Who Killed Mom?: A Delinquent Son’s Meditations on Family, Mortality and Very Tacky Candles, by Steve Burgess
Steve Burgess, where have you been all my life? I feel like you are my long-lost brother from a parallel universe and instead of a dysfunctional family like mine (think The Corrections, without the coffee cans of urine), you had pretty decent parents with relatively high-functioning siblings. I “get” everything in Who Killed Mom? I’ve seen how hard a Mom can work for her family and how loved she was. I recognized so much of myself and my five brothers and sisters in it. In fact, I’m a little mad at you because I feel like when I write my life story, people might think it a rip off of yours! I totally “get” your humour and laughed my head off so many times, except for the parts that made me weep. But even then, I would start laughing again soon after so I was never down for long.
Not your average family memoir
Who Killed Mom? is not a murder mystery as the title might suggest nor is it one of those family memoirs where three-year olds almost burn the house down because they had to cook their own hot dogs (The Glass Castle). It’s not about enduring an impoverished childhood with a psychologically abusive father who was emotionally unavailable and unrepentant to this death and the mom who moved heaven and earth to keep everything from falling apart. (You’ll have to wait for my memoir to read that story). No, this is a beautifully written, very moving and often hilarious story about the life and death of a little red-headed prairie girl who grew up to become a remarkable woman who married a great guy and raised a big family. It’s a treatise on life, death, family and true love and every word spoke to me.
A Bookclub favourite
I read this with my bookclub (write to Steve at his website and tell him you want a “bookclub in a box” and have him make a personal appearance) and we all loved it to bits. And not just because there he was, all 6’4” of him, sitting in the living room with us, eating Barbara’s yummy food, making us laugh so hard we’d cry. We loved it because nothing beats a great story well told. And if you don’t love it too, there must be something very, very wrong with you.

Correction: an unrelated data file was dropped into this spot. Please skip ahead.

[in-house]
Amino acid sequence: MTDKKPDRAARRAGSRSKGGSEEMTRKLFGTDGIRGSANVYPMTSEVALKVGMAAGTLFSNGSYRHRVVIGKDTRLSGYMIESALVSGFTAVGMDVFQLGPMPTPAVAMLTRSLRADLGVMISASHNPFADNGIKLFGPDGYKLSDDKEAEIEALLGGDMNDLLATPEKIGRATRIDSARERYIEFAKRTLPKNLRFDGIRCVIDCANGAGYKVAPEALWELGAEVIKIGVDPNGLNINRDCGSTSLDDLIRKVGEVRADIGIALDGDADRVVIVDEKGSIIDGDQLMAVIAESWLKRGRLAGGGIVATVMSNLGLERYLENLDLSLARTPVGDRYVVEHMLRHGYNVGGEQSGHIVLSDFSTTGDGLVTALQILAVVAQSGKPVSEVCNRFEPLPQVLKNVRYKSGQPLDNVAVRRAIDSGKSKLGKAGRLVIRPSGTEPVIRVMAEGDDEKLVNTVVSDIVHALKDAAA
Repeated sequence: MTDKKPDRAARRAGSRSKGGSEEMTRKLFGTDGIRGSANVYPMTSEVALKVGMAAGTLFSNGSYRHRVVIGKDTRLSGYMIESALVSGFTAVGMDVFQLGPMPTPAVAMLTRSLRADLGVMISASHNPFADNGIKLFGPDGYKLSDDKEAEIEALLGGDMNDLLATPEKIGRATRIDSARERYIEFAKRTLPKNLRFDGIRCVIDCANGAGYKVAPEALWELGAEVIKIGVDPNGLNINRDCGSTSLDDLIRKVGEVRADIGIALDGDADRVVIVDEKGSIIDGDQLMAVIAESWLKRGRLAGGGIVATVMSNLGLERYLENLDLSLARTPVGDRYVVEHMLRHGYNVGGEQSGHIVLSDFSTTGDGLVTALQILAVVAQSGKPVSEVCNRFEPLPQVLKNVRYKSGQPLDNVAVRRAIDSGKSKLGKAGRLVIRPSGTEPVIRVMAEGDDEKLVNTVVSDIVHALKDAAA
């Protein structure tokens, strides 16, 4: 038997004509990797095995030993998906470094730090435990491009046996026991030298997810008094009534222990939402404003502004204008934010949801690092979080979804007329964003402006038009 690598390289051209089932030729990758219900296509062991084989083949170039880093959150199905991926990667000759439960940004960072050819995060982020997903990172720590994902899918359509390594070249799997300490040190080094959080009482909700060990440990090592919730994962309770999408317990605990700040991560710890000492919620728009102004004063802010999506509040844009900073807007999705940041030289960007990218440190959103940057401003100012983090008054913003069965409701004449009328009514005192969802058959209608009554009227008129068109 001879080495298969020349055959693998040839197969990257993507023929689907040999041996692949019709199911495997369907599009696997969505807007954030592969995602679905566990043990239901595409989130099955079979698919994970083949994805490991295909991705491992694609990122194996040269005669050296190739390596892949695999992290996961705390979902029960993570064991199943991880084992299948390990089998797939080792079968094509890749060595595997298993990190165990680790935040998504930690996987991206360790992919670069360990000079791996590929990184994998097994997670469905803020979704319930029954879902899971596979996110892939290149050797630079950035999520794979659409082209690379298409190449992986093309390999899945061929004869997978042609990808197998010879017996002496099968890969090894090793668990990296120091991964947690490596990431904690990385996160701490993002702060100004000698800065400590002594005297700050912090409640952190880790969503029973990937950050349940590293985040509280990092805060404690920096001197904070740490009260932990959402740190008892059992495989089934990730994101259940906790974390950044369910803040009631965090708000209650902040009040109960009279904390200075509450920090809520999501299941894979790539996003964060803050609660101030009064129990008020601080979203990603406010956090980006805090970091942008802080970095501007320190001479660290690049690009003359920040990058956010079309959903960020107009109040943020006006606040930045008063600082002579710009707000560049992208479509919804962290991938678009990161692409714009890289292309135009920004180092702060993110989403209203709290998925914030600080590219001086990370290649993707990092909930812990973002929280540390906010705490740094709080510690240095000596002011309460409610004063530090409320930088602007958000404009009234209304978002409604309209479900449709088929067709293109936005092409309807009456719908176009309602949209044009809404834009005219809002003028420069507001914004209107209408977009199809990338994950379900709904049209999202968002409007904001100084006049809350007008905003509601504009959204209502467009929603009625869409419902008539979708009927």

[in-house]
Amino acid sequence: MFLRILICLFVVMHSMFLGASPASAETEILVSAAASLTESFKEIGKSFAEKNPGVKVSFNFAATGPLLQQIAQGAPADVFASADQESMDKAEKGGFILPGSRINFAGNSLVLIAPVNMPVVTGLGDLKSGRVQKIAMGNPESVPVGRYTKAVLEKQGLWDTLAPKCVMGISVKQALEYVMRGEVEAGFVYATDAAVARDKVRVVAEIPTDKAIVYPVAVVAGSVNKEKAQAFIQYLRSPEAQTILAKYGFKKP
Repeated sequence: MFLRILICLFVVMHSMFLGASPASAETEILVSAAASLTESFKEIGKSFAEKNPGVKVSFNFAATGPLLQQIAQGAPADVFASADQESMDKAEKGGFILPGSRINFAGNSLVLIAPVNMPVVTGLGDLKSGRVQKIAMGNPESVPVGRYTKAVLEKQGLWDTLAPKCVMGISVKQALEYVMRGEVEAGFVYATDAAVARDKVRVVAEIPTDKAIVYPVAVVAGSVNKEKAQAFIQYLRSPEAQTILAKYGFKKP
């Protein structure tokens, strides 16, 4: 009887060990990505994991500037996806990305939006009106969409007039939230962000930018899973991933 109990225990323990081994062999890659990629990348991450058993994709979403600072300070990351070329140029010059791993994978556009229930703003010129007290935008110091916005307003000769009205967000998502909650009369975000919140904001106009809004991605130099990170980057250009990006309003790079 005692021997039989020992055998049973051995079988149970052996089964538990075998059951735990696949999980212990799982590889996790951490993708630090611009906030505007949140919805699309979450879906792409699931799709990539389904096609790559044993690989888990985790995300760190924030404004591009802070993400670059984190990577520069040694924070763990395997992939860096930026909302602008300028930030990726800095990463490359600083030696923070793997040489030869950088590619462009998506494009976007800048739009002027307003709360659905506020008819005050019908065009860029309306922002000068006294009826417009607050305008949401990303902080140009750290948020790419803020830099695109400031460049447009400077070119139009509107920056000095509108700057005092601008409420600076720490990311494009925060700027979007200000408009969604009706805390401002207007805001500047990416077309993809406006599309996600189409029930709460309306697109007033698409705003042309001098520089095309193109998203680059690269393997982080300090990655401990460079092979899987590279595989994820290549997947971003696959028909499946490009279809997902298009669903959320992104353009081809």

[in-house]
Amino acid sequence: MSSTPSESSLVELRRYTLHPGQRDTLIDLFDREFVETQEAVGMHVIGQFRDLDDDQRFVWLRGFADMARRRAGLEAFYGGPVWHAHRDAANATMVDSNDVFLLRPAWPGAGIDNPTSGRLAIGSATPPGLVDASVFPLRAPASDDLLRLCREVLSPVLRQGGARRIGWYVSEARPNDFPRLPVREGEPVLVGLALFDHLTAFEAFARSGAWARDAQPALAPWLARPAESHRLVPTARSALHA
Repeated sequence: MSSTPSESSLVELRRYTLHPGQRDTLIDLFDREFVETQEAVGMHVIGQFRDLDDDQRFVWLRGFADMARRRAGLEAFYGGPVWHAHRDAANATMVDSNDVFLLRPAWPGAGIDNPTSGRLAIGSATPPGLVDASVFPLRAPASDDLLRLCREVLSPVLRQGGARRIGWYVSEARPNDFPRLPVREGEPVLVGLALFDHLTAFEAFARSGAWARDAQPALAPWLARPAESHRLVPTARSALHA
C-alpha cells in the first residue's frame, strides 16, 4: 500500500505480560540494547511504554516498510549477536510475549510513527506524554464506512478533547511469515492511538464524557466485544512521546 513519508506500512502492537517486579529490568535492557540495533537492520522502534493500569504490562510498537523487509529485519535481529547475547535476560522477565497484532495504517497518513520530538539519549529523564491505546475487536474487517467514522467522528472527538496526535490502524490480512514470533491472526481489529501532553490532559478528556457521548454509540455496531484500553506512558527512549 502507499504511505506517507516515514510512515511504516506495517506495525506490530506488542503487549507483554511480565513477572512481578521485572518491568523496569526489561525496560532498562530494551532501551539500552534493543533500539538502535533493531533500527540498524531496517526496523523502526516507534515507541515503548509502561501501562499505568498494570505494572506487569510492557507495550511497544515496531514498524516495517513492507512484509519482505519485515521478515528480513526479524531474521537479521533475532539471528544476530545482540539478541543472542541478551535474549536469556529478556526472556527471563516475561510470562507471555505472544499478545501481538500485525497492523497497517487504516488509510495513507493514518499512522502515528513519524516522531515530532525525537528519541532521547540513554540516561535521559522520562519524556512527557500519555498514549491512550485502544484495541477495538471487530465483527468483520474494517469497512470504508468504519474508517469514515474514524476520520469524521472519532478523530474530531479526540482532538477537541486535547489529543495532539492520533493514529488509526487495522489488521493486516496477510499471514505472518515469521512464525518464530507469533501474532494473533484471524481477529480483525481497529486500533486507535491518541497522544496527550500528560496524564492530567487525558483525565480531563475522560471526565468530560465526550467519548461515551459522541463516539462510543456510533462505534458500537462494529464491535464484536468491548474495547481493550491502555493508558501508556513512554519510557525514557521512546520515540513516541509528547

Thanks for the memories
People who survived dysfunctional families often have a hard time remembering the good parts. Bad memories have a way of overshadowing the good bits. One of my favourite things about Who Killed Mom? is that it reminded me of the many happy times in my childhood and what a wonderful, smart and complicated person my own mother was and how much I miss her. For instance, Steve writes of the magical year when he had his mom to himself all day while the older kids were at school. I was reminded that I too had such a year and it was heaven on earth. Sometimes we’d go downtown to Woodward’s where we’d sit at the counter in the restaurant, she with her cup of coffee and cigarette and me stirring a spoonful of sugar into an Orange Crush. I’d swing my legs and swivel on the stool and we’d just talk and talk. Thank you, Steve, for letting me remember that anew.
Oh, more than just a memoir
Who Killed Mom? is a family memoir, but it’s also a very revealing portrait of Steve Burgess himself. As the subtitle tells you, there is indeed some high-octane delinquency and he’s as honest in his portrayal of himself as he is with his Mom and Dad. It’s obvious that he loves his parents very much but the story never gets sentimental. By the end of the book, you’ll feel like you’ve known these people your whole life. As my sister Nancy likes to say:
You’ll laugh, you’ll cry, it’ll become a part of you.
Just buy it for chrissakes!
Anyone who has ever been born needs to read Who Killed Mom?. There is just no excuse otherwise. Go to Amazon or Chapters/Indigo now and order copies for everyone you know. It’s also available as an ebook on Kindle and Kobo.